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Suicide in public places is a relatively common emergency in which alcohol use could be a factor involved.
A total of 169 patients were attended for SB in Madrid public places by SAMUR (Municipal assistance service for emergency and rescue) and transferred to FJD emergency room where all of them were assessed by the psychiatrist on duty. For all (but 47 of them), blood alcohol level was measured and other variables were collected: age, sex, history of suicide attempt and characteristic of the attempt. A descriptive analysis was made and then differences between those using alcohol and those not was made.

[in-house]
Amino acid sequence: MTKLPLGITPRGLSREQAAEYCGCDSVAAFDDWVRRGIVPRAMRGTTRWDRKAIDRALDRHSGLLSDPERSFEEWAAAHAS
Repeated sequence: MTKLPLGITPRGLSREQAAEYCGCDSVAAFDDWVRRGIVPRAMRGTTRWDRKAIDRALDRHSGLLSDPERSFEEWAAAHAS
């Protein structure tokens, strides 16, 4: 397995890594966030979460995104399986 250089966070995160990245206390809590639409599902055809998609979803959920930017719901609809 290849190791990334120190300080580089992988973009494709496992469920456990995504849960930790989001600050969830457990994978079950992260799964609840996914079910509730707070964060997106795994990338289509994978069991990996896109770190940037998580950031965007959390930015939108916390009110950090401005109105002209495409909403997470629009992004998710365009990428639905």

Our sample comprises 169 patients, 40.2% woman and 59.8% man (median age = 39.36 years). Alcohol was measured in 122 patients, being positive in 52.4% (median alcohol level = 95.09 mg/dL). We found that 64.6% of man had consumed alcohol against the 30.2% of women (P = 0.000). 64.8% of alcohol users were discharged, against the 35.2% that not users. We admitted 28.1% of the alcohol users and 56.8% of the non-users (P = 0.007). We did not found statistically significance differences when compared patients that consumed against patients who did not regarding previous attempts, behavior (ideation, intent, non suicidal self-harm) and method.
When assessed SB, we found that most of the patients were man under the alcohol influence and most of them were discharged after being evaluated. The data does not reflect the seriousness of the SB, which opens the possibility of correlating the levels of alcohol with suicidal risk.